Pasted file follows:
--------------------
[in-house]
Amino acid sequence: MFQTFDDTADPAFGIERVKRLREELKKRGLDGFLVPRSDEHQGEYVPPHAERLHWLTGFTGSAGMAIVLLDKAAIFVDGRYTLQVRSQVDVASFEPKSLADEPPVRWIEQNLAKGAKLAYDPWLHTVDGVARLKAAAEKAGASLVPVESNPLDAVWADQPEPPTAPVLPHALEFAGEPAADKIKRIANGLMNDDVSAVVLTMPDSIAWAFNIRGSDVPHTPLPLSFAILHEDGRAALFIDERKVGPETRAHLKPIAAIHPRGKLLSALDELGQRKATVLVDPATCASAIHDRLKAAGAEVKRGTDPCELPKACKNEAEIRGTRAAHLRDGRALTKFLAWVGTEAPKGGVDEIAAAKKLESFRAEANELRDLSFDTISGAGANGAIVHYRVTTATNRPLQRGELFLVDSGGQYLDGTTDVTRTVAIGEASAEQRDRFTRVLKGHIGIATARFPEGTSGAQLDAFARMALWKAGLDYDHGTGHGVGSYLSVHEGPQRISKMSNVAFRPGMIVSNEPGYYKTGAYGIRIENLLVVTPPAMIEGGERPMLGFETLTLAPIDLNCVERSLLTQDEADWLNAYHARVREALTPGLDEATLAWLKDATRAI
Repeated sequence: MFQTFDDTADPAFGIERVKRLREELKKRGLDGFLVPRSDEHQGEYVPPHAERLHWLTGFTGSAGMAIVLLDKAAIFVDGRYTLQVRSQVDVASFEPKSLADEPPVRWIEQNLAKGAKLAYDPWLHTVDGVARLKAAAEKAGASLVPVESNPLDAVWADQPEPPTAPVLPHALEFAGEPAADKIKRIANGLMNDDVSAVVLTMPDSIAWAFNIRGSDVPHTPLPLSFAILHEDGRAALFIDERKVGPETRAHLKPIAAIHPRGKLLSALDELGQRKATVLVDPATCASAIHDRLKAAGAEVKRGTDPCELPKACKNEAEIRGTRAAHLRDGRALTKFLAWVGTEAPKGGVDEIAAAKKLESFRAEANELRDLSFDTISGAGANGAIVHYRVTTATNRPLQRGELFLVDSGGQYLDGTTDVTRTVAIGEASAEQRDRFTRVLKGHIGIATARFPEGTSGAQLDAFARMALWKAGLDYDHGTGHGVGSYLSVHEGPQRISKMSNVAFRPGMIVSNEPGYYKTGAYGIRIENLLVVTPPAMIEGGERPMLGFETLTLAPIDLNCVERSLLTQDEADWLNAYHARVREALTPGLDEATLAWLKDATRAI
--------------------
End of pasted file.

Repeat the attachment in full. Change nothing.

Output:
[in-house]
Amino acid sequence: MFQTFDDTADPAFGIERVKRLREELKKRGLDGFLVPRSDEHQGEYVPPHAERLHWLTGFTGSAGMAIVLLDKAAIFVDGRYTLQVRSQVDVASFEPKSLADEPPVRWIEQNLAKGAKLAYDPWLHTVDGVARLKAAAEKAGASLVPVESNPLDAVWADQPEPPTAPVLPHALEFAGEPAADKIKRIANGLMNDDVSAVVLTMPDSIAWAFNIRGSDVPHTPLPLSFAILHEDGRAALFIDERKVGPETRAHLKPIAAIHPRGKLLSALDELGQRKATVLVDPATCASAIHDRLKAAGAEVKRGTDPCELPKACKNEAEIRGTRAAHLRDGRALTKFLAWVGTEAPKGGVDEIAAAKKLESFRAEANELRDLSFDTISGAGANGAIVHYRVTTATNRPLQRGELFLVDSGGQYLDGTTDVTRTVAIGEASAEQRDRFTRVLKGHIGIATARFPEGTSGAQLDAFARMALWKAGLDYDHGTGHGVGSYLSVHEGPQRISKMSNVAFRPGMIVSNEPGYYKTGAYGIRIENLLVVTPPAMIEGGERPMLGFETLTLAPIDLNCVERSLLTQDEADWLNAYHARVREALTPGLDEATLAWLKDATRAI
Repeated sequence: MFQTFDDTADPAFGIERVKRLREELKKRGLDGFLVPRSDEHQGEYVPPHAERLHWLTGFTGSAGMAIVLLDKAAIFVDGRYTLQVRSQVDVASFEPKSLADEPPVRWIEQNLAKGAKLAYDPWLHTVDGVARLKAAAEKAGASLVPVESNPLDAVWADQPEPPTAPVLPHALEFAGEPAADKIKRIANGLMNDDVSAVVLTMPDSIAWAFNIRGSDVPHTPLPLSFAILHEDGRAALFIDERKVGPETRAHLKPIAAIHPRGKLLSALDELGQRKATVLVDPATCASAIHDRLKAAGAEVKRGTDPCELPKACKNEAEIRGTRAAHLRDGRALTKFLAWVGTEAPKGGVDEIAAAKKLESFRAEANELRDLSFDTISGAGANGAIVHYRVTTATNRPLQRGELFLVDSGGQYLDGTTDVTRTVAIGEASAEQRDRFTRVLKGHIGIATARFPEGTSGAQLDAFARMALWKAGLDYDHGTGHGVGSYLSVHEGPQRISKMSNVAFRPGMIVSNEPGYYKTGAYGIRIENLLVVTPPAMIEGGERPMLGFETLTLAPIDLNCVERSLLTQDEADWLNAYHARVREALTPGLDEATLAWLKDATRAI